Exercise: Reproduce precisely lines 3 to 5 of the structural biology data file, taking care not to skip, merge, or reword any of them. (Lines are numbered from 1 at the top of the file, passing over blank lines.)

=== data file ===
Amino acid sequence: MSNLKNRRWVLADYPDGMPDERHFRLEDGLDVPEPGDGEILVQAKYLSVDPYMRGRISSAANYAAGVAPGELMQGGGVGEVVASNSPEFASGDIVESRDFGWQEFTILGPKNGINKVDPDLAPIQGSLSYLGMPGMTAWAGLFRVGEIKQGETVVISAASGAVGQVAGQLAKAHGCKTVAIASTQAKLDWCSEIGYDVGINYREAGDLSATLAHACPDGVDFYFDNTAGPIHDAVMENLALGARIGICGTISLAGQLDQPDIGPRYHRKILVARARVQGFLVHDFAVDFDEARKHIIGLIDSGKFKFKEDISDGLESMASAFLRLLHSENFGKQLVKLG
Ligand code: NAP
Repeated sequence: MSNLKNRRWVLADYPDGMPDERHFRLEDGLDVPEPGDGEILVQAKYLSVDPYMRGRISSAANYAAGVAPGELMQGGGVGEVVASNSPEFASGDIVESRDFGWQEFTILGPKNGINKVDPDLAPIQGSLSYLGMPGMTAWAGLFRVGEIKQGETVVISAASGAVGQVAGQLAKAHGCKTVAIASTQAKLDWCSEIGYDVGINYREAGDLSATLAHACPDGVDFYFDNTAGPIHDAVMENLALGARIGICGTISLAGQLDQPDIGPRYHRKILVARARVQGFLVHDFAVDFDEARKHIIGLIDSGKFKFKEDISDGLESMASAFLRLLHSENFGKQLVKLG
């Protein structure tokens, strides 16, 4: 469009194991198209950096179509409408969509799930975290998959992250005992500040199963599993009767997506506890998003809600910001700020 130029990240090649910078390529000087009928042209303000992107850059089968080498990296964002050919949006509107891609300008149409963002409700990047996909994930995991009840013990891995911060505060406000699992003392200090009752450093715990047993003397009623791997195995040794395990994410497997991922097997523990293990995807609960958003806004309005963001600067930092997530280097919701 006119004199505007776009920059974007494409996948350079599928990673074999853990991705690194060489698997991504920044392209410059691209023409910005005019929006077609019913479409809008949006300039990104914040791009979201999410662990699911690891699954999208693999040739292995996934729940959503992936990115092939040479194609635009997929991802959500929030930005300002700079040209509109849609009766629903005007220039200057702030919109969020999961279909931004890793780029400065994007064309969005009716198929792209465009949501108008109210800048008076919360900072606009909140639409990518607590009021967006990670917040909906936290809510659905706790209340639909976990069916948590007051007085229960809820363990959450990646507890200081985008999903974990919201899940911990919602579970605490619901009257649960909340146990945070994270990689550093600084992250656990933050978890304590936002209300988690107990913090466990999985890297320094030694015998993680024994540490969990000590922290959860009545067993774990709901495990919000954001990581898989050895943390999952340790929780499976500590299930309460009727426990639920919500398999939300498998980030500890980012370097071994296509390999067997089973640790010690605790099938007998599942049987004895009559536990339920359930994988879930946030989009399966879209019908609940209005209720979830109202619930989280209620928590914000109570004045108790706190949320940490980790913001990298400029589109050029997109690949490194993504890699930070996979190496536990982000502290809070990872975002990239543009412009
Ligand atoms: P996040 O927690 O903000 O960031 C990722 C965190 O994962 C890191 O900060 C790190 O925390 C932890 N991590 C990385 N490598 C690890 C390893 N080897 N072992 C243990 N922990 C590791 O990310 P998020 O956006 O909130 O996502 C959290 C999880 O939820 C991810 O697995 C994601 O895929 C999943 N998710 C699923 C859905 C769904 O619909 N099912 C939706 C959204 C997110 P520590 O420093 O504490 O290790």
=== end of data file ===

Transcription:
Repeated sequence: MSNLKNRRWVLADYPDGMPDERHFRLEDGLDVPEPGDGEILVQAKYLSVDPYMRGRISSAANYAAGVAPGELMQGGGVGEVVASNSPEFASGDIVESRDFGWQEFTILGPKNGINKVDPDLAPIQGSLSYLGMPGMTAWAGLFRVGEIKQGETVVISAASGAVGQVAGQLAKAHGCKTVAIASTQAKLDWCSEIGYDVGINYREAGDLSATLAHACPDGVDFYFDNTAGPIHDAVMENLALGARIGICGTISLAGQLDQPDIGPRYHRKILVARARVQGFLVHDFAVDFDEARKHIIGLIDSGKFKFKEDISDGLESMASAFLRLLHSENFGKQLVKLG
């Protein structure tokens, strides 16, 4: 469009194991198209950096179509409408969509799930975290998959992250005992500040199963599993009767997506506890998003809600910001700020 130029990240090649910078390529000087009928042209303000992107850059089968080498990296964002050919949006509107891609300008149409963002409700990047996909994930995991009840013990891995911060505060406000699992003392200090009752450093715990047993003397009623791997195995040794395990994410497997991922097997523990293990995807609960958003806004309005963001600067930092997530280097919701 006119004199505007776009920059974007494409996948350079599928990673074999853990991705690194060489698997991504920044392209410059691209023409910005005019929006077609019913479409809008949006300039990104914040791009979201999410662990699911690891699954999208693999040739292995996934729940959503992936990115092939040479194609635009997929991802959500929030930005300002700079040209509109849609009766629903005007220039200057702030919109969020999961279909931004890793780029400065994007064309969005009716198929792209465009949501108008109210800048008076919360900072606009909140639409990518607590009021967006990670917040909906936290809510659905706790209340639909976990069916948590007051007085229960809820363990959450990646507890200081985008999903974990919201899940911990919602579970605490619901009257649960909340146990945070994270990689550093600084992250656990933050978890304590936002209300988690107990913090466990999985890297320094030694015998993680024994540490969990000590922290959860009545067993774990709901495990919000954001990581898989050895943390999952340790929780499976500590299930309460009727426990639920919500398999939300498998980030500890980012370097071994296509390999067997089973640790010690605790099938007998599942049987004895009559536990339920359930994988879930946030989009399966879209019908609940209005209720979830109202619930989280209620928590914000109570004045108790706190949320940490980790913001990298400029589109050029997109690949490194993504890699930070996979190496536990982000502290809070990872975002990239543009412009
Ligand atoms: P996040 O927690 O903000 O960031 C990722 C965190 O994962 C890191 O900060 C790190 O925390 C932890 N991590 C990385 N490598 C690890 C390893 N080897 N072992 C243990 N922990 C590791 O990310 P998020 O956006 O909130 O996502 C959290 C999880 O939820 C991810 O697995 C994601 O895929 C999943 N998710 C699923 C859905 C769904 O619909 N099912 C939706 C959204 C997110 P520590 O420093 O504490 O290790």